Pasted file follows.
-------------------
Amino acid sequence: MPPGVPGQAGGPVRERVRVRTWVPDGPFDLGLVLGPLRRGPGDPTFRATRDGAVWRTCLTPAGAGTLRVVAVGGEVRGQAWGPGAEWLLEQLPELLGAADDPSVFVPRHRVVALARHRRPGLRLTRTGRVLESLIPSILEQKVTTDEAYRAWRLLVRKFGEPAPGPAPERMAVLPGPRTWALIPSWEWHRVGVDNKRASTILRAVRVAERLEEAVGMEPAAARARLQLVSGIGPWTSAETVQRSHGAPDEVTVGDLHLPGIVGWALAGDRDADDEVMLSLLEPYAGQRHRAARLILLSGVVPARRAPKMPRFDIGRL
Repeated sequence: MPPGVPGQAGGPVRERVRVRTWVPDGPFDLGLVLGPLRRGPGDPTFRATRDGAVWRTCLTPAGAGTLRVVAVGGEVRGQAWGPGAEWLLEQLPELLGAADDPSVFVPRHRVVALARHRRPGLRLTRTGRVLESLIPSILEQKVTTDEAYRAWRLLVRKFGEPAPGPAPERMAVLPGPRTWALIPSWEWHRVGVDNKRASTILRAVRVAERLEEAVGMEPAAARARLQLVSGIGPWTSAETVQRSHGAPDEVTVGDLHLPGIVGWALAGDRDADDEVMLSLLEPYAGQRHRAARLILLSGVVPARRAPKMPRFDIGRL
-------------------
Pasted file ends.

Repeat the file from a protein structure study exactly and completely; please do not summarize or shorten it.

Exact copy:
Amino acid sequence: MPPGVPGQAGGPVRERVRVRTWVPDGPFDLGLVLGPLRRGPGDPTFRATRDGAVWRTCLTPAGAGTLRVVAVGGEVRGQAWGPGAEWLLEQLPELLGAADDPSVFVPRHRVVALARHRRPGLRLTRTGRVLESLIPSILEQKVTTDEAYRAWRLLVRKFGEPAPGPAPERMAVLPGPRTWALIPSWEWHRVGVDNKRASTILRAVRVAERLEEAVGMEPAAARARLQLVSGIGPWTSAETVQRSHGAPDEVTVGDLHLPGIVGWALAGDRDADDEVMLSLLEPYAGQRHRAARLILLSGVVPARRAPKMPRFDIGRL
Repeated sequence: MPPGVPGQAGGPVRERVRVRTWVPDGPFDLGLVLGPLRRGPGDPTFRATRDGAVWRTCLTPAGAGTLRVVAVGGEVRGQAWGPGAEWLLEQLPELLGAADDPSVFVPRHRVVALARHRRPGLRLTRTGRVLESLIPSILEQKVTTDEAYRAWRLLVRKFGEPAPGPAPERMAVLPGPRTWALIPSWEWHRVGVDNKRASTILRAVRVAERLEEAVGMEPAAARARLQLVSGIGPWTSAETVQRSHGAPDEVTVGDLHLPGIVGWALAGDRDADDEVMLSLLEPYAGQRHRAARLILLSGVVPARRAPKMPRFDIGRL